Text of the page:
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Offbeat In Diplomacy, Trump Is the Anti-Reagan

17:45  13 june  2018
17:45  13 june  2018 Source:   nytimes.com

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First, Trump isn’t Reagan . Reagan generally acted in concert with allies. Trump brazenly acts against them. Reagan refused to give in to Soviet demands that he abandon the Strategic Defense Initiative. Trump surrendered immediately to Pyongyang’s long-held insistence that the U.S. suspend military

Opinion | In Diplomacy , Trump Is the Anti - Reagan . By Bret StephensIs Kim Jong-un taking advantage of President Trump ’s hunger for a deal with him.

Donald Trump wearing a suit and tie sitting at a table: Is Kim Jong-un taking advantage of President Trump’s hunger for a deal with him? © Doug Mills/The New York Times Is Kim Jong-un taking advantage of President Trump’s hunger for a deal with him?

Editor’s note: The opinions in this article are the author’s, as published by our content partner, and do not necessarily represent the views of MSN or Microsoft.

An optimistic take on Donald Trump’s historic meeting Tuesday with Kim Jong-un is that it’s Geneva Redux — a reprise of the 1985 summit between Ronald Reagan and Soviet leader Mikhail Gorbachev that established their rapport, fundamentally altered the tenor of relations between the superpowers and led within a few years to the end of the Cold War.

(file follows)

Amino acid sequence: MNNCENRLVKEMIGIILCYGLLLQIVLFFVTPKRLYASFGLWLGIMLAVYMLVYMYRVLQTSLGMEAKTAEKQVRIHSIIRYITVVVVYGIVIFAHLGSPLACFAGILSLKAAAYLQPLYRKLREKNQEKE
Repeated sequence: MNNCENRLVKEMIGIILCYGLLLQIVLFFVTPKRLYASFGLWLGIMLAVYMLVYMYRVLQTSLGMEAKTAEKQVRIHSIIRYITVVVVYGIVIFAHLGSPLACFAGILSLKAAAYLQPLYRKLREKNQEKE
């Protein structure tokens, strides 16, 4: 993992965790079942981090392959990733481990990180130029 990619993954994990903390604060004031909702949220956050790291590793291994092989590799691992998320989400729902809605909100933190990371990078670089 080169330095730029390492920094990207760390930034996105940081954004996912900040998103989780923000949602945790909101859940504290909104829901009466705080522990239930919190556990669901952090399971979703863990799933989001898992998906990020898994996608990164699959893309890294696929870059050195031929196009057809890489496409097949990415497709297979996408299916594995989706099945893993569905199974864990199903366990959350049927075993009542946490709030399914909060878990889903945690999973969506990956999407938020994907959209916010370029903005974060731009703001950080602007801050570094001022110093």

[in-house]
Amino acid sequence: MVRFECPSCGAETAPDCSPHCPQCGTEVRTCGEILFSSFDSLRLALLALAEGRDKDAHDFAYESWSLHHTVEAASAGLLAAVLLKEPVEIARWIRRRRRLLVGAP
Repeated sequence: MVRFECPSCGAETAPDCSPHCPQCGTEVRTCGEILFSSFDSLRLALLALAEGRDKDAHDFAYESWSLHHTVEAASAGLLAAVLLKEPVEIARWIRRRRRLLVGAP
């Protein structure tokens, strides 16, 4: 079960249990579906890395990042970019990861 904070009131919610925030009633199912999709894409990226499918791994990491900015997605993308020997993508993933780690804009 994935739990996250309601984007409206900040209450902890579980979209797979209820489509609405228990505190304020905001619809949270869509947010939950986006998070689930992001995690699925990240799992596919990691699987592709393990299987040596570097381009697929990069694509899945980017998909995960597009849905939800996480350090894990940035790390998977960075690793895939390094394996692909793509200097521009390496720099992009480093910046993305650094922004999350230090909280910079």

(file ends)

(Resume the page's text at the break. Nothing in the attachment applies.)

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In Diplomacy , Trump Is the Anti - Reagan . Bret Stephens, New York Times June 13, 2018. The Gipper advocated “trust but verify.” The Donald believes in “my touch, my feel.”

Fifth, Trump is a sucker. Kim is not. Say what you will about the North Korean despot, but consolidating power in his vipers’ nest regime, fielding a credible nuclear arsenal, improving his economy without easing political controls, playing nuclear brinkmanship with Trump and then, within weeks, getting the

Let’s hope so. Because another take is that it’s the Plaza Redux, meaning the 1988 real estate debacle in which Trump hastily purchased New York’s Plaza Hotel because it looked like an irresistible trophy, only to be forced to sell it at a loss a few years later as part of a brutal debt restructuring.

The case for Geneva Redux, made this week by Peter Beinart in The Atlantic, sees parallels between Trump and Reagan, Republican presidents whose hawkish rhetoric and ignorance of policy details disguised an inner pragmatism and visionary imagination.

“Trump’s lack of focus on the details of denuclearization may be a good thing,” Beinart writes. “Like Reagan, he seems to sense that the nuclear technicalities matter less than the political relationship.”